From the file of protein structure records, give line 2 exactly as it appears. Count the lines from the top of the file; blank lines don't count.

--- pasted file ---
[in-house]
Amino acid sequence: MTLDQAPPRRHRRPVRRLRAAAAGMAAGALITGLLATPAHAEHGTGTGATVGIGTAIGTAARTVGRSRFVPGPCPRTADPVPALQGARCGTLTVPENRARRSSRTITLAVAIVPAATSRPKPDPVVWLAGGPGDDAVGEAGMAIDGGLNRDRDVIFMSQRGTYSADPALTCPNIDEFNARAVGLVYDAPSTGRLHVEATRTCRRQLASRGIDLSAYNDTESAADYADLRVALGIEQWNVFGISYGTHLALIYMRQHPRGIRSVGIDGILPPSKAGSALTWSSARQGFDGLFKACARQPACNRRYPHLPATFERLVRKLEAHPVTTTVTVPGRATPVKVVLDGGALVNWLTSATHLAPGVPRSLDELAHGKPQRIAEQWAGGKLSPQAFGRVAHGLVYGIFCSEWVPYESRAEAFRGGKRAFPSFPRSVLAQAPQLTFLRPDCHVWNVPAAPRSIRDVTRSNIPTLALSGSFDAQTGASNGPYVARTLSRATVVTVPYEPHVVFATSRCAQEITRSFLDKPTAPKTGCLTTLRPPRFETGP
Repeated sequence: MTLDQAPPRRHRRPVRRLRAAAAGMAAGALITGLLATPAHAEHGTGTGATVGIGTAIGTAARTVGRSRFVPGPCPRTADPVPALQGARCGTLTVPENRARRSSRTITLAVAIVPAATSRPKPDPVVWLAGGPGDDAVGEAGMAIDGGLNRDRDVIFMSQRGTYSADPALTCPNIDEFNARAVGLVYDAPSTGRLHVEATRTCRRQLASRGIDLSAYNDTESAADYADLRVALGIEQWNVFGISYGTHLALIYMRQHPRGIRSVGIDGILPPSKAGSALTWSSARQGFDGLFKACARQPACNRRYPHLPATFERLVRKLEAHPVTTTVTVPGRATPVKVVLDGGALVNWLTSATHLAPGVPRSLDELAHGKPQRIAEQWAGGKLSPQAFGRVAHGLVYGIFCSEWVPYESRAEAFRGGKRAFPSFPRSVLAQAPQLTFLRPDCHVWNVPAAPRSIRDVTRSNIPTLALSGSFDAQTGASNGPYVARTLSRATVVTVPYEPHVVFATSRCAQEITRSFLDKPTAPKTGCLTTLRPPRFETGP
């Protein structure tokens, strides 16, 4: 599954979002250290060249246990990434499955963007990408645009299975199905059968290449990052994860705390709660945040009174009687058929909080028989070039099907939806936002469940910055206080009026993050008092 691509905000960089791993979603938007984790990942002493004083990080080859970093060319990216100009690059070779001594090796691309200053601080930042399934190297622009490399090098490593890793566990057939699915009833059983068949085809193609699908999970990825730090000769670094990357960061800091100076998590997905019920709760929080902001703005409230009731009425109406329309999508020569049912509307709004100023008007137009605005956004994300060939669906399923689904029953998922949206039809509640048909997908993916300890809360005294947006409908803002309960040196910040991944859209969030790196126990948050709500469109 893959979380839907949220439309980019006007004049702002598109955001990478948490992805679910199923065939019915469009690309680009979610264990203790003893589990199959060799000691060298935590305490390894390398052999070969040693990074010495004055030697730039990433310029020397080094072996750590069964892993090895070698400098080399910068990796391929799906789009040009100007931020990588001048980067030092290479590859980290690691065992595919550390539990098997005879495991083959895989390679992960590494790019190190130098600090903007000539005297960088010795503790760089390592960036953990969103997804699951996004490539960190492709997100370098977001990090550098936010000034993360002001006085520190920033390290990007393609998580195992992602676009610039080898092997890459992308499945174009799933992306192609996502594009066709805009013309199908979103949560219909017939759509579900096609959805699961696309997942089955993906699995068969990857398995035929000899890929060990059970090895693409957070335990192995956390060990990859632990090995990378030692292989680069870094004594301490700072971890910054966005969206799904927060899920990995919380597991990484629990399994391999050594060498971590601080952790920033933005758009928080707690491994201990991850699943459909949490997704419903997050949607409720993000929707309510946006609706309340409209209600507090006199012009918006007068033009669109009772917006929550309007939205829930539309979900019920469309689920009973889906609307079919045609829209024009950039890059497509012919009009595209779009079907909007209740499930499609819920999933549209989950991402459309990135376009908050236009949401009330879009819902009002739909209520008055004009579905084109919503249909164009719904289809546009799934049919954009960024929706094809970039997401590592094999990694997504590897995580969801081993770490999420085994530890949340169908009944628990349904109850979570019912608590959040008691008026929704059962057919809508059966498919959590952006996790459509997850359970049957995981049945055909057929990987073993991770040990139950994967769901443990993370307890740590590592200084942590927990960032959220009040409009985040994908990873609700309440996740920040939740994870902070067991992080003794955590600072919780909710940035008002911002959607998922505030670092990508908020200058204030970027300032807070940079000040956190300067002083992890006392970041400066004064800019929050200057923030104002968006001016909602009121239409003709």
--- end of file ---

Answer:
Amino acid sequence: MTLDQAPPRRHRRPVRRLRAAAAGMAAGALITGLLATPAHAEHGTGTGATVGIGTAIGTAARTVGRSRFVPGPCPRTADPVPALQGARCGTLTVPENRARRSSRTITLAVAIVPAATSRPKPDPVVWLAGGPGDDAVGEAGMAIDGGLNRDRDVIFMSQRGTYSADPALTCPNIDEFNARAVGLVYDAPSTGRLHVEATRTCRRQLASRGIDLSAYNDTESAADYADLRVALGIEQWNVFGISYGTHLALIYMRQHPRGIRSVGIDGILPPSKAGSALTWSSARQGFDGLFKACARQPACNRRYPHLPATFERLVRKLEAHPVTTTVTVPGRATPVKVVLDGGALVNWLTSATHLAPGVPRSLDELAHGKPQRIAEQWAGGKLSPQAFGRVAHGLVYGIFCSEWVPYESRAEAFRGGKRAFPSFPRSVLAQAPQLTFLRPDCHVWNVPAAPRSIRDVTRSNIPTLALSGSFDAQTGASNGPYVARTLSRATVVTVPYEPHVVFATSRCAQEITRSFLDKPTAPKTGCLTTLRPPRFETGP